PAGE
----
Every once in a while, a game comes along that tests the boundaries of game design in such a way that it’s hard not to take notice, and Eight Minute Empire from Red Raven Games does just that. When people think “dudes on a map” game, such as Risk or Conquest of the Empire, they tend to think “long, epic game that may last several days”. Red Raven has managed to not only make a game that has many elements of that style of game, but they made it work so well that it redefines what I thought was possible in the genre.
Eight Minute Empire is a light-to-medium complexity game that blends set collection, area control, resource management and action cards together in such a way that you can literally play out the conquest of an entire planet in the span of about a half an hour with four players. The idea is that you start out with a handful of cash which is never replenished during the game, and you spend it to buy action cards that let you place, move, or destroy cities and armies. The cards also function as goals because come in sets which when collected provide you points, with each type of card providing a different value depending on how many of each you have. Play is surprisingly brisk, although there is some hand-wringing over which action card to play since you are faced with three competing attributes: their cost in cash to acquire and play, their value as victory points, and finally, the action they provide. This delivers incredibly tough decisions in an ultra low overhead game, which is an astonishing feat.
The “hook” to the game is that six cards are laid out above the board, and the leftmost costs nothing, the next two cost one coin, the next two cost two coins, and the last costs three. As a player takes one, all the remaining cards to the right slide to the left, making them cheaper, and a new card is placed on the rightmost, most expensive slot. When you start with between eight and fourteen coins and you play between seven and thirteen rounds, you can easily see that you have a very limited ability to buy the cards when they come out or you will be at the whim of your opponents, forced to buy whatever dregs they’ve left in the leftmost, free slot. All of this adds up to an incredibly tense decisionmaking process, and that’s what makes this game so damned good. Not just “good for what it is”, but just plain good, and maybe even “GREAT”.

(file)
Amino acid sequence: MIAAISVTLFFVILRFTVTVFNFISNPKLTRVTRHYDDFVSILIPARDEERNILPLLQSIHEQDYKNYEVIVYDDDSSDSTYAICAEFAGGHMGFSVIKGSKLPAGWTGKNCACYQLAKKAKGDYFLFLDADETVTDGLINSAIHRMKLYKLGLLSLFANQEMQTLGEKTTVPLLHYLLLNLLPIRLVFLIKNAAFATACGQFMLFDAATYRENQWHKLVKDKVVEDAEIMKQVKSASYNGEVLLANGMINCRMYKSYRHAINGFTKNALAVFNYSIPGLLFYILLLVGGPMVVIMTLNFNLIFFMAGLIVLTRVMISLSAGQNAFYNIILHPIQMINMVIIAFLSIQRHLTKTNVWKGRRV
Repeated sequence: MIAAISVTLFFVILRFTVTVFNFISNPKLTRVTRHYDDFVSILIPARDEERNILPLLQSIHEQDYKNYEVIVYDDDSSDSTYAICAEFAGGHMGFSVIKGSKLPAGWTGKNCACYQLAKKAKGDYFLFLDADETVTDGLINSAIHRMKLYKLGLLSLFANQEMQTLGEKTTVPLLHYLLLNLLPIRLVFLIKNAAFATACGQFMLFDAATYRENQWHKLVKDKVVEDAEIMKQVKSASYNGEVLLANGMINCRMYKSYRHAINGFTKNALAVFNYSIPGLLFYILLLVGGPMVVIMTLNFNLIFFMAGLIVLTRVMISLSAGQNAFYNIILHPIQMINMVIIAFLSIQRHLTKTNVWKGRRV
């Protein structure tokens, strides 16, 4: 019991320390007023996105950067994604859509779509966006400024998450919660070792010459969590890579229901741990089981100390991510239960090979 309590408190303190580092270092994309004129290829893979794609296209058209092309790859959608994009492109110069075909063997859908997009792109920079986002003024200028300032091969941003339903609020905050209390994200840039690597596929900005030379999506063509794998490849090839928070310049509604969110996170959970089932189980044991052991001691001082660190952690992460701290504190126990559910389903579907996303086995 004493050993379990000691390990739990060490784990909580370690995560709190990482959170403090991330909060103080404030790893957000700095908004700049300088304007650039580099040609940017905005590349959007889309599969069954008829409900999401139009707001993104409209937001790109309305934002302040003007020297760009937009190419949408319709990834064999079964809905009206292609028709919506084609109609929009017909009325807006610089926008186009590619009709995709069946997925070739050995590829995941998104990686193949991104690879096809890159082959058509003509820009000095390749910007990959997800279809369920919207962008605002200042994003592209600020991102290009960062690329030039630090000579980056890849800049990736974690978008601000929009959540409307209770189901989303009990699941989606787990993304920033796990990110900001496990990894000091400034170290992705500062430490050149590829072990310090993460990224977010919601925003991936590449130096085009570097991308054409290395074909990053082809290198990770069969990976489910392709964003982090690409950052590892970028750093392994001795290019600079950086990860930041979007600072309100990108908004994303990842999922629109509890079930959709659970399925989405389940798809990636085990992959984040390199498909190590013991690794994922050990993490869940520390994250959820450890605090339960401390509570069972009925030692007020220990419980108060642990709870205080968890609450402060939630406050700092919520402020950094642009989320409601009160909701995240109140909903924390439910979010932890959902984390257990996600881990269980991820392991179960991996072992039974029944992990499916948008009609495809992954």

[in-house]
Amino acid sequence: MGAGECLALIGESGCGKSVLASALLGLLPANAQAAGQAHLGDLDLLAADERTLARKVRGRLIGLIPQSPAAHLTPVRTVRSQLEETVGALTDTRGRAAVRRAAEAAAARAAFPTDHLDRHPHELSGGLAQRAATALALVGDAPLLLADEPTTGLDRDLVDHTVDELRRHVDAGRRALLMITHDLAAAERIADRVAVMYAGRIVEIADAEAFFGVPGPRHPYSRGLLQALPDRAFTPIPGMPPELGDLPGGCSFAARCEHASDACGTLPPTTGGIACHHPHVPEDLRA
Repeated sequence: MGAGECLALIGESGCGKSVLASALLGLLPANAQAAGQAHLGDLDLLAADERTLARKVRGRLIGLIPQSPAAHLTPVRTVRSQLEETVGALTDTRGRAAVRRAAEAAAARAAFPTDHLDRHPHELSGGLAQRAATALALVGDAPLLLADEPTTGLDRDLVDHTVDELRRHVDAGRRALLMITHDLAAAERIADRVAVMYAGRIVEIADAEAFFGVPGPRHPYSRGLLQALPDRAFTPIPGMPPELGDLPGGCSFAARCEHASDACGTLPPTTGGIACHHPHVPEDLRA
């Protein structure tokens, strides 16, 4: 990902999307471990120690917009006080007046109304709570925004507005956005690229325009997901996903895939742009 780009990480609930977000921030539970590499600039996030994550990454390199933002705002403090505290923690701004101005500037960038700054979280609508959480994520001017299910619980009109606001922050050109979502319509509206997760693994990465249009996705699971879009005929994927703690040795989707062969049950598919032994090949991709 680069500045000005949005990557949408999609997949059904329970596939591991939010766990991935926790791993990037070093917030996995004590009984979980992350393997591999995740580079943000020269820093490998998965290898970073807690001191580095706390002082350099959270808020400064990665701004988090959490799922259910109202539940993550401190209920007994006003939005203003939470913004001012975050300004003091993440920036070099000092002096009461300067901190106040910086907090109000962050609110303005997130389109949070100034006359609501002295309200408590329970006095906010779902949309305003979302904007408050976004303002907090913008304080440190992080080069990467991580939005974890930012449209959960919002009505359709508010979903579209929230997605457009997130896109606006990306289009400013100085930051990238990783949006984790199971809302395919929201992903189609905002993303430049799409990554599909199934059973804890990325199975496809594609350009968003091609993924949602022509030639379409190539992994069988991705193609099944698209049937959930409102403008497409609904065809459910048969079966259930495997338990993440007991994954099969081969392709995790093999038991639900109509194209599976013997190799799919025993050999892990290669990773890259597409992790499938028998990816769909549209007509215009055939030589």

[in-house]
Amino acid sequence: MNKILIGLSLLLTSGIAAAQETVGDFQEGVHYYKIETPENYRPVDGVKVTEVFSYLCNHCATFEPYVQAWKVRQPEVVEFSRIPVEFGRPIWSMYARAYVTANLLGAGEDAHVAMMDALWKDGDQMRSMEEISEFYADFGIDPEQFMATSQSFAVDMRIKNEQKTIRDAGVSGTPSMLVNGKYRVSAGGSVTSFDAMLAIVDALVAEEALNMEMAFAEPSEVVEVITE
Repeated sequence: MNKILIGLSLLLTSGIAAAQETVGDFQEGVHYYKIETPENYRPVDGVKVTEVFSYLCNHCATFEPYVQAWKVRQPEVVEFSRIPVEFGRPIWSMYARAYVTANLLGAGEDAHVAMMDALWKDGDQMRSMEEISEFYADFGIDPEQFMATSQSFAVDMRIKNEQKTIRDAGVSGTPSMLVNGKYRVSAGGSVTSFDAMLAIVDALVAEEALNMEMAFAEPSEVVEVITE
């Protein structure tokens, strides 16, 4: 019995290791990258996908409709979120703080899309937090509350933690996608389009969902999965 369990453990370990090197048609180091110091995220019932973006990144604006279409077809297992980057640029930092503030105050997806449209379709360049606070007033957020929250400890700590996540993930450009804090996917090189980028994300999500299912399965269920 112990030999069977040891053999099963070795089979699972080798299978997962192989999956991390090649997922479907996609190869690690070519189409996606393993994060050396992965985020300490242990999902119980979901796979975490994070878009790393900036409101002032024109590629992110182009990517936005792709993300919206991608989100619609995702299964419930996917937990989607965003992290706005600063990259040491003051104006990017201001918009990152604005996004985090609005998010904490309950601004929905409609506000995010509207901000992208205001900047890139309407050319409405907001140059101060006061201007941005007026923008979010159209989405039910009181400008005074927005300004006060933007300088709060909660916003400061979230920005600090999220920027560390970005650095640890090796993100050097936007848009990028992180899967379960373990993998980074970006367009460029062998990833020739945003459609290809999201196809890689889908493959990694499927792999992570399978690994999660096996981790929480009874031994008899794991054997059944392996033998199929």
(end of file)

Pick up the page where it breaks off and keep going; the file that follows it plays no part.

The components are quite good, albeit diminutive, because they consist of cardboard money chits, small wooden cubes and disks, small cards, and finally, a double sided game board that is roughly three times the size of a US dollar note. In addition, there’s some small little tokens that have icons on them which you can pre-load the board with during setup to add a little extra strategic facet, as they act as a “free card” for the purposes of scoring for the player who controls the region they rest on. The art is very decent, although there’s not a whole lot to depict, and my only complaint is that I’d have liked to have some variable player powers to mix it up a bit. Other than that, the game is an almost perfect, compact game. The box itself is also very small, about the size of an FFG Silver Line game like Red November or Citadels, making it all the more portable. For the $25.00 I paid for it, it’s a great value from the component perspective, and even more of a value based on the game play.
The long and short is that everyone I’ve played this with either liked it or adored it completely. I’ve played this with two players through five, and it scales perfectly with all of them, although I’d argue that playing at two players is less fun since you have to pre-load the map with a neutral army to balance things. I think that would have really helped with replay value, since its offspring, Eight Minute Empire: Legends, has this mechanic in, albeit in a muted and underwhelming way. If you don’t have this game, you are missing out.
Why This Game Is Eight Minutes Of Magic:
– Short, brisk play makes this a filler, but one that has the strategic scope of a main event
– Good quality, albeit bland, components make this look pretty nice on the table
– The low price point is a welcome change in the Age of Kickstarter
– Lots of passive-aggressive player interaction keeps players engaged
Why Eight Minutes Does Not An Empire Make:
– This skews Euro and might very well be a little too dry for some people
– There’s no combat, per se, so this isn’t quite as war-gamey as some might like
I, and most of the Circus, really love this game. Those of us that are fans of El Grande like it because it has a huge area control component, but those of us who like big, epic games like it because it takes a lot of the tedium out of playing those kinds of games. For us, it’s a total winner and I can’t envision ever trading or selling this game off; it’s often requested and played often. Its only flaw is that there are only so many strategies you can use due to the short scope of the game, and so after fifteen plays, it starts feeling a little samey. We still like it, and we still play it, but having something like variable player powers or some random events might have added to this game’s replay value.
Read more about this game here:
Additionally, there’s a TON of great score sheets, tuck card boxes, etc on Boardgamegeek, and the rules summary depicted above (2nd photo) can be had here: http://boardgamegeek.com/filepage/90936/card-sized-rules-refresher
Created by BGG user “GwarJuice” and posted here because it’s brilliant and the guy deserves credit.